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Raj - Interview 06

Age at interview: 42
Age at diagnosis: 41
Brief Outline: Raj was diagnosed when he was 41 when he was having routine tests for a blood disorder (polycythemia) that he has had for the last six years. He takes metformin and pioglitazone for his diabetes.
Background: Raj is a process operator and is married with two children aged 19 and 13. Ethnic background/Nationality: Asian

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Raj was diagnosed a year ago. He recalls that he had been losing weight, feeling tired and having pain in his legs. For the past 5 or 6 years he has been living with polycythaemia (a blood disorder, the overproduction of red blood cells) and it was during regular tests to monitor polycythaemia that diabetes was diagnosed. Now that he has diabetes, Raj feels that his risk of heart, kidney and other problems is increased. 

Raj feels much more tired than before and is extremely careful about his diet and lifestyle. He may play cricket or football with his kids, but feels exhausted after a short time. He still enjoys working, but again feels very tired by the time he gets home. Although his friends know that he has diabetes and accommodate his dietary needs, he finds that sometimes he misses being able to eat and drink the same things as them. 

Because of polycythaemia, he sees the GP every 2 months. He takes metformin (4 tablets/ day) and pioglitazone (1 tablet/day). He checks his blood glucose once every 2-3 days and feels that he can recognise when his blood glucose is getting too low or too high. 

Raj's wife and children have been a huge source of support for him. His wife cooks special food for him, and makes sure that he eats lots of fruit and vegetables. Raj works on shifts that change every week, so he takes a packed meal to work to avoid missing mealtimes.

 

Raj feels more energetic since he has been more careful about when he eats.

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And by changing your diet, do you feel any different?

I do feel a difference. I do feel a lot more energetic and that sort of thing, because I think the sugar levels are being controlled. And the thing is before I used to eat any time, whenever I feel like it, but now I've got a timing on everything, what time I have to eat and what sort of things I have to eat. I have to make sure [and] by doing that, controlling my diet and everything, that has made a lot of difference to me. So I do feel a lot more energetic what I used to be and feel a lot more healthier.

What do you mean by timing?

Timing because there are certain things like before I didn't used to have any breakfast or anything like that. You know, I used to eat in the evening or, you know, afternoon, whenever I feel like it. But now I know being a diabetic person I have to have breakfast, only certain food. And then I have to have a certain time my lunch and dinner, just to make sure my diet is all controlled. Not like, you know, when I feel like it I eat it. Because if I do that, my sugar levels go high or low, either way. Just with being a balanced diet, I know I'm going to have breakfast in the morning, that will keep my sugar level right till lunchtime. When I have, at lunchtime they'll keep me there. And with taking the medicine, that will help me a lot as well. Because the thing is that the medicine I'm taking in the morning and the evening, that keeps the sugar level balanced, you know. If I eat say any time my food or something like that, that will affect the sugar level a lot. Because if I, say if I eat at 10 o'clock or something like that, you know, instead of breakfast or something like that and the timing between the, my breakfast and my lunch is very short, that sort of things, that will affect all my sugar level. Because by 10 o'clock my sugar level will be down. If I have food at that time, obviously I'll be hungry, I'll eat a bit more, and that makes my sugar level a lot more higher. So I have to make sure my timing and my, all my food and everything is right, you know, all balanced out.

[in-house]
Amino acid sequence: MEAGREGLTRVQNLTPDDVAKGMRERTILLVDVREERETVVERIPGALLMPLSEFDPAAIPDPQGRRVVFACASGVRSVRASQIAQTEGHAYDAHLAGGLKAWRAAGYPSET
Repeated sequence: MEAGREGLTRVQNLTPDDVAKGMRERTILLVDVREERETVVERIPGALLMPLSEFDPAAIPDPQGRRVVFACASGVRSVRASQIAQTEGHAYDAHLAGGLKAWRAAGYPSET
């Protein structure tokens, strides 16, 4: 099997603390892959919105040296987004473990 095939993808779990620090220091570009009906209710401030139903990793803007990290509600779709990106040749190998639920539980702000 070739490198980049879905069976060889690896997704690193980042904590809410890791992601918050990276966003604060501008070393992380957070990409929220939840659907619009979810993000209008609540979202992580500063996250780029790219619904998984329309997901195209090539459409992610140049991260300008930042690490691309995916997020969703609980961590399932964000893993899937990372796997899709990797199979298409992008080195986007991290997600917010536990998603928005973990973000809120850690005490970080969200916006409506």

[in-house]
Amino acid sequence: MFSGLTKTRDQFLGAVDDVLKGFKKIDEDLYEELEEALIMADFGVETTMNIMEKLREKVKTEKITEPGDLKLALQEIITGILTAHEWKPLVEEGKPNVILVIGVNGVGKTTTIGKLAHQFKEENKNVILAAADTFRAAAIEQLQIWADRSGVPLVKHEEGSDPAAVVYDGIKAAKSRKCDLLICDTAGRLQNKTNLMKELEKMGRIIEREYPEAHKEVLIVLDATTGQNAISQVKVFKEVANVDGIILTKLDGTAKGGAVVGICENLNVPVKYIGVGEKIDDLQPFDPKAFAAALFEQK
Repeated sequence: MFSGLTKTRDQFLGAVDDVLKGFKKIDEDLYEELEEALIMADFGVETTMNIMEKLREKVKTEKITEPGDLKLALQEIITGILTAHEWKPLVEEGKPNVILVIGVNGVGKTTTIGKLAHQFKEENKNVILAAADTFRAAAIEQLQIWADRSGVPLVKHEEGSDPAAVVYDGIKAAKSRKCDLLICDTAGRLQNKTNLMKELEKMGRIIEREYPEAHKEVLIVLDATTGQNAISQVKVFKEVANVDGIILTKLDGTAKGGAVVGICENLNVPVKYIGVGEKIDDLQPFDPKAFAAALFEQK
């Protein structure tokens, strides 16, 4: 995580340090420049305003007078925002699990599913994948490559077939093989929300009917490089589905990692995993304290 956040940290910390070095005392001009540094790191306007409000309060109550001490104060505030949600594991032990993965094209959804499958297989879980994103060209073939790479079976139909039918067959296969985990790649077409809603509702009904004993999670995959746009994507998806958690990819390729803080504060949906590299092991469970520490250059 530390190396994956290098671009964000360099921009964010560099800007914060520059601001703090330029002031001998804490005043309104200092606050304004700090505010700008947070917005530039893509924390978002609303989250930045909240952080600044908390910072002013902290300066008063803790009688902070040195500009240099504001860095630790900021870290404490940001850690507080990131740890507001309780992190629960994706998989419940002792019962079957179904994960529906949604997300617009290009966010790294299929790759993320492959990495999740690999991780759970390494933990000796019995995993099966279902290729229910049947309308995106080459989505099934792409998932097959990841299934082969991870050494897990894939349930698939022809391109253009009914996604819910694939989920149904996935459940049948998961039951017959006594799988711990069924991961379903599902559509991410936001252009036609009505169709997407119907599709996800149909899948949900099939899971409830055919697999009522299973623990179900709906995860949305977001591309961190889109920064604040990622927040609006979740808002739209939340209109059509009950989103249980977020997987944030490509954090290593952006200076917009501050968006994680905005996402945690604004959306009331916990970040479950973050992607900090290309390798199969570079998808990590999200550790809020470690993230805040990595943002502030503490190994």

Raj who also has a blood disorder (polycythemia) sees his GP every 3 months and finds it reassuring.

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And how often do you see your GP now?

Well, mostly I, now I go to, every three months. If I need to go before or if I think I don't feel that well or there is something, I need to change any medicines, I can go any time. That's not a problem. They say to me like, 'Just give us a phone call and you'll be straight in, you know. That's not a problem at all, you know.' And they are always there to help me out. Nurses, doctor, they've been fantastic. I couldn't complain about them, you know. The way they done the things, they've done all, the thorough tests and everything. It's not only the diabetes, related, other things as well. They check everything to make sure everything else is okay.

What do you mean?